Since Columbia's increasingly indecisive, divided city council is struggling (once again) to come up with an evaluation of City Manager Charles Austin — I believe the council is supposed to try to get back to it today — we thought we'd help by offering our own on today's editorial page:
should earn Austin
a failing grade
COLUMBIA CITY Council is taking its time evaluating city manager Charles Austin, and there’s no telling what conclusion the divided body might reach.
But as we consider the poor management of two key departments over the past couple of years, the picture is not good.
Mr. Austin has done good things since being hired in 2003. With city administration in turmoil at the time, he restored a measure of public confidence and boosted employee morale. He took charge, streamlined meetings, removed small items from the council’s plate and attempted, unfortunately unsuccessfully, to stop council from meddling in daily operations.
We had high hopes that Mr. Austin would draw on his successful 11-year stint as police chief and grow into the job of city manager. That hasn’t happened. He’s faced considerable challenges as the police department fell into disarray and the finance department proved dysfunctional and unaccountable.
At one point, the once well-respected police department went three years without a chief, a position Mr. Austin appoints. Once a chief, Dean Crisp, was hired, he lasted three years before abruptly retiring. The department’s reputation took a big hit when officers were said to be cheating on an online recertification test. Mr. Crisp disciplined 21 officers by suspending most of them for two to five days, demoting several and putting all on probation. After Mr. Crisp’s retirement, interim Chief Harold Reaves reversed the suspensions. Inexplicably, Mr. Austin, who had signed off on Mr. Crisp’s decision, went along with Mr. Reaves’ reversal.
In addition, a report last March by a five-member citizens panel said the department lacks adequate manpower and equipment and does a poor job of recruiting, training and retaining officers.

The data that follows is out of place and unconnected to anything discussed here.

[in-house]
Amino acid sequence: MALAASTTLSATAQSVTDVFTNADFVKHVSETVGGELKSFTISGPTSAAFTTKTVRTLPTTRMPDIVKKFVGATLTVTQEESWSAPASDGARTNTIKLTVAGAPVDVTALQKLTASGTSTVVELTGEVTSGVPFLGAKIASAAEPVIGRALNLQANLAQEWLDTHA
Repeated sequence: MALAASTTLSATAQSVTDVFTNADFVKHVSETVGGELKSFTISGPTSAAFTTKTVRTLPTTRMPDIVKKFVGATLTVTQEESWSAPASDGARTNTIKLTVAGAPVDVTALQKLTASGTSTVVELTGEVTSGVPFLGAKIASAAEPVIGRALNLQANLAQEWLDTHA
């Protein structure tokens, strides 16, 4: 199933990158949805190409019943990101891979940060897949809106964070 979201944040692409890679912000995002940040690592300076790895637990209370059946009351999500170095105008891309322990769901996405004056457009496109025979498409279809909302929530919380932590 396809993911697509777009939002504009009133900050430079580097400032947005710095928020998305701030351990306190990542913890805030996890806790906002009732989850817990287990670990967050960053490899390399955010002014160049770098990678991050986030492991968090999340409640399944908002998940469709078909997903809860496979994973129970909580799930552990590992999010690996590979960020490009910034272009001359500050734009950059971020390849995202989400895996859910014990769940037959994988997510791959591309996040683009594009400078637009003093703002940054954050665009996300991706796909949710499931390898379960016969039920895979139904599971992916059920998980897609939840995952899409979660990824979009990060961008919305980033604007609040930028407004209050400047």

The city has had worse problems in the finance department, which fell two years behind in closing its books and getting necessary audits. The council had to build budgets without knowing what the city had taken in or spent the previous year. The capital city has had to call on outside consultants and auditors as well as the S.C. Municipal Association for help. One audit showed the city lacked some internal controls to keep track of its money, failed to follow some of its own procedures and didn’t report financial information in a timely and accurate manner.
Mr. Austin is trying to turn things around. He’s hired a permanent police chief, and the council has approved 14 new officers and a pay and retention plan. He has reconfigured the finance department, hired new staff and begun implementing new procedures. A search is under way for a finance director.
But each forward step is matched by revelations of general sloppiness punctuated by outrageous blunders. Last week, we learned the city paid some bills at least twice for at least four years, didn’t regularly reconcile bank statements and lost millions due to poor investment decisions.
Mr. Austin had never been a city manager when he took the position, and this often shows. Meanwhile, the City Council is utterly ineffective in holding him accountable. Unfortunately, the buck stops nowhere in the city’s council-manager form of government, with responsibility divided among the unelected manager, the weak mayor and the six other council members, four of whom represent single-member districts.
But the fact is the city is in a mess, and it’s Mr. Austin whose evaluation is under discussion. He deserves a failing grade.
If I recall correctly, the last time around — in late 2007 — the council had trouble coming up with a written evaluation, and when it did, it was hand-written on a legal pad. Here's hoping for something a little more professional this time. But we're not holding our breath. Seven bosses with separate agendas can't hold one employee accountable, just as voters have no one to hold accountable, because they merely elect the seven (and of course, no one voter gets to vote for more than a minority of the seven). The structure of city government is made for this kind of confusion.